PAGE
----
Congress is abdicating its authority to president Bush again. As always, they are laying down the law then looking the other way when Bush ignores their legislation. This time it's the Emergency Economic Stabilization Act, the bill that established the $700-billion Troubled Assets Relief Program (TARP). The terms are very specific that "the program will be available to qualifying U.S. controlled banks, savings associations, and certain bank and savings and loan holding companies engaged only in financial activities that elect to participate before 5:00 pm (EDT) on November 14, 2008." Note that there's no mention of automobile manufacturers in that qualifier and that it's now almost a month past the application deadline.
Congress has already betrayed its constituents' trust by authorizing the Emergency Economic Stabilization Act in the first place. Americans overwhelmingly -- almost to unanimity -- opposed a bailout of the financial services sector. Yet congress passed the bill anyway. If congress doesn't rescind the bill, then congress is obligated to ensure that the TARP funds are used as designated in the bill. There is no way that the Act could be construed as to permit TARP funds to be allocated to automobile manufacturers or that it is now before November 14, 2008.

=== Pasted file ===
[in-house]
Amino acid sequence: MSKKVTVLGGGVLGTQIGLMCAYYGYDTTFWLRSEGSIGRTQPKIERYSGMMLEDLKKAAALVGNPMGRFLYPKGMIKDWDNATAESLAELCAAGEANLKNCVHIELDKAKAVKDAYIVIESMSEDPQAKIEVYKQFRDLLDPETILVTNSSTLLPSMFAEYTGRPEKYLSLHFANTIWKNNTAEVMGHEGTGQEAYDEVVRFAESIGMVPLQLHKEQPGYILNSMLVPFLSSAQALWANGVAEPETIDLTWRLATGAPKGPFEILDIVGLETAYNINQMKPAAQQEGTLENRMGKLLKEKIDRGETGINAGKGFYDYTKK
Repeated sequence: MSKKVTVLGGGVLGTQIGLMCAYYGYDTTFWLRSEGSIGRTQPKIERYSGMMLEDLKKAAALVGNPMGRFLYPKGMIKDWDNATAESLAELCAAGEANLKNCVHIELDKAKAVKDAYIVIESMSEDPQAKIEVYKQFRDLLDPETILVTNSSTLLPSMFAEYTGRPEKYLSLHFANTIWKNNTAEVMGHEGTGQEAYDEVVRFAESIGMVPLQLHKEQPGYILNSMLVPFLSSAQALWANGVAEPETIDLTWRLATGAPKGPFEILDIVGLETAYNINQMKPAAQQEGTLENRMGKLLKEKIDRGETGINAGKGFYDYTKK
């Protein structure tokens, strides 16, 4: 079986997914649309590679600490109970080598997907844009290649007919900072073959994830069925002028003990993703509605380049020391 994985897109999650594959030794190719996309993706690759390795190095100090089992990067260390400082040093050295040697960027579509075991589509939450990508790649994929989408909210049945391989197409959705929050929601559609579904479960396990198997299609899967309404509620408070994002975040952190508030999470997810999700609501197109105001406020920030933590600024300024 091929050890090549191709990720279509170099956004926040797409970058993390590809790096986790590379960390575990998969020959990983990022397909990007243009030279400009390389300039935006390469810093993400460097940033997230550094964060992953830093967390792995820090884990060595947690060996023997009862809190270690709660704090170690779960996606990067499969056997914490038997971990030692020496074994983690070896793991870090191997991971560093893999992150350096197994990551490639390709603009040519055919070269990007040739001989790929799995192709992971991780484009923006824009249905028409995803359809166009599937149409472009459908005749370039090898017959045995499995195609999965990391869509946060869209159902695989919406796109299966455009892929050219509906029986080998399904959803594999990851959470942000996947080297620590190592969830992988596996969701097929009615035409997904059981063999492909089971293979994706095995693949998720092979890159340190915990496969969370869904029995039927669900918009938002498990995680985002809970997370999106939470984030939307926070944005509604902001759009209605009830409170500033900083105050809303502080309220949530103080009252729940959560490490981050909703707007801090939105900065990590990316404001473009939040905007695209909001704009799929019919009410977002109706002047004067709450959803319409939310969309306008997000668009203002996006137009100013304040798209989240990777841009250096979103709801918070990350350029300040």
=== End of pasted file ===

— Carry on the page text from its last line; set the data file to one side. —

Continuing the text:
Secretary Paulson insisted that the funds are needed to provide liquidity to financial services firms when he first requested them. He claimed that if the TARP were not immediately implemented, the economy would precipitously collapse. His logic was that the TARP funds would increase availability of credit. But now the Bush administration is talking about bailing out General Motors and Chrysler with TARP funds.
Detroit's Big Three are claiming that a big part of their problem is that potential car buyers are not receiving the credit they need to buy automobiles. If the Bush administration redirects TARP funds from financial institutions to automobile manufacturers, then according to Secretary Paulson's logic, there will be even less credit available for banks to loan to car buyers. That would not only exacerbate the Big Three's problem but it would also enable them to perpetuate their failed business models, thereby only delaying their inevitable position in the market (and risking the collapse of the economy, according to Secretary Paulson's original position).
The Department of the Treasury has already been an abysmal failure at managing the TARP, vacillating wildly from one ineffectual tactic to another. Now it will continue to do so in direct contradiction to what congress has authorized the Treasury to do. No one in congress has voiced any recognition that the Bush administration is yet again acting in contempt of congress.